Credit for courses at another university
In general, there are three situations where you would request credit for a course at another university:
Study abroad: The most common reason is that you are planning to spend some time at another university abroad. Once you return, you will probably want to count some or all of the courses you took towards your degree at Penn. In this case, it is very important that you get permission well in advance, and certainly before you leave - you wouldn’t want to come back to Penn and discover that your courses won’t count!
Summer courses: You may want to take courses over the summer, e.g., at a university that is close to your home town. This can be a good way to take extra courses, e.g., after a difficult semester. As with study abroad, it is very important that you get permission before you take the course!
Transfer credit: Finally, a third reason is that you transferred to Penn from another university and would now like to count the courses you previously took towards your Penn degree.
Please review the rules in the Undergraduate Handbook for details. In particular, three rules that sometimes surprise students are that:
- online courses do not count unless they were taken at Penn.
Courses that would normally have been in-person but were held online due to the Covid-19 pandemic are eligible for transfer credit.
- you cannot use credit from courses you took while still in high school, or the summer after high school, unless the course was taken at Penn
- you cannot use credit away to replace a course you failed at Penn
What kinds of credit can I get?
Specific Penn courses
Normally, you would request credit for the equivalent course at Penn. For instance, say you are going to spend some time at the University of Edinburgh and are planning to take INFR08018 there. This course has historically been relatively close to CIS 2400formerly CIS 240 at Penn, so you may be able to get CIS 2400formerly CIS 240 credit for it. This is the best kind of credit - it satisfies the CIS 2400formerly CIS 240 requirement just as if you had taken CIS 2400formerly CIS 240 at Penn. However, the bar for approval is also relatively high. This is because the course needs to be pretty close to its Penn equivalent: if it is in the same subject area but covers different material, it may not prepare you properly for other courses that have the Penn course as a prerequisite. Sometimes Penn courses fulfill multiple requirements: for instance, CIS 3800formerly CIS 380 can count as a Project Elective for ASCS students, so an operating systems course without a substantial project may not be approved.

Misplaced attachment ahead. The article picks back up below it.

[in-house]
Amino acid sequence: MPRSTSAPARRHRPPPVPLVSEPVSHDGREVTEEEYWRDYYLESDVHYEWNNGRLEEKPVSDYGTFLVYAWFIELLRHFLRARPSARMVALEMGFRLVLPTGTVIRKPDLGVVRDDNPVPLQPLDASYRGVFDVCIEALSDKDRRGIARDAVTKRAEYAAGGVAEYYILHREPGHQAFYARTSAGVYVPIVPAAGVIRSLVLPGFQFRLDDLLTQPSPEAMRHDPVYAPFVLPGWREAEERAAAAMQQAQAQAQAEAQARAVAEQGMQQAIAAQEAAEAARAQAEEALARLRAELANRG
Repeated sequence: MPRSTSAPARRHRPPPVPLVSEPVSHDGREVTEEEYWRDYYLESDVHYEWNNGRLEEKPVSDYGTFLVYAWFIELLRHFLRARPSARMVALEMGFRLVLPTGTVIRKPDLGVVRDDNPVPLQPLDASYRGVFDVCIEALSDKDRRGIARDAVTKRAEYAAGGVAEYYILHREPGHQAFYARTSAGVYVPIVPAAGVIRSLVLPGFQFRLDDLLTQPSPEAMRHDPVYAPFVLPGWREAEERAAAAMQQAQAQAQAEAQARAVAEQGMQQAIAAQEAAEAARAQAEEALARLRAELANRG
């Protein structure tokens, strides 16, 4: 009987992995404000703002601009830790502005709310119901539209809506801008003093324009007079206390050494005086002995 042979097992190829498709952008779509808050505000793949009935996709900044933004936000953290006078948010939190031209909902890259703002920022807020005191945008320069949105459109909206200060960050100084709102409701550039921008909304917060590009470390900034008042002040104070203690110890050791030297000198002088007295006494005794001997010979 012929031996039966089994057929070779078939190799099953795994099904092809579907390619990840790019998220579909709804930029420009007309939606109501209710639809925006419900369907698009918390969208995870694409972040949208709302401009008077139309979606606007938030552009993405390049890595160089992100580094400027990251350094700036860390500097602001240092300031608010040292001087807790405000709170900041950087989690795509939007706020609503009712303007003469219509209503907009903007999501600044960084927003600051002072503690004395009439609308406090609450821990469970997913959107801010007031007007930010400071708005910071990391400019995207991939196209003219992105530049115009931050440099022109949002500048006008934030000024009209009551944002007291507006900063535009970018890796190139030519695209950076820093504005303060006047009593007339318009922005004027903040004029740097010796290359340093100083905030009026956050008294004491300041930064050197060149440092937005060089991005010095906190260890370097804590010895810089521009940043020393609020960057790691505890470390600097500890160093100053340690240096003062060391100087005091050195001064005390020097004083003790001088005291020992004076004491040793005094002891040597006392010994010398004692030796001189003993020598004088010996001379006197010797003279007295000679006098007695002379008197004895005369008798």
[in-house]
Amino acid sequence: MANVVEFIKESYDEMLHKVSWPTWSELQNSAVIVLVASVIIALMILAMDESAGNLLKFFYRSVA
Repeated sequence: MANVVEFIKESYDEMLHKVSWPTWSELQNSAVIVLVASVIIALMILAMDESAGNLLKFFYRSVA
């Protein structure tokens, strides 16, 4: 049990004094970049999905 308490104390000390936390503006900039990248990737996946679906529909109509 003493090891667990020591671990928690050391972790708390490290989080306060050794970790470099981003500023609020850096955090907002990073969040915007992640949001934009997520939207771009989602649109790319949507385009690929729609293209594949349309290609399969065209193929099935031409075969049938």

One exception to this rule is CIS 1100formerly CIS 110: The department will usually give CIS 1100formerly CIS 110 credit for any reasonable introductory programming course, even if it is somewhat different from Penn’s own CIS 1100formerly CIS 110, e.g., your course was taught in a different programming language. However, the course still has to be a serious programming course: very introductory courses (e.g., based on Alice/Scratch) will not count.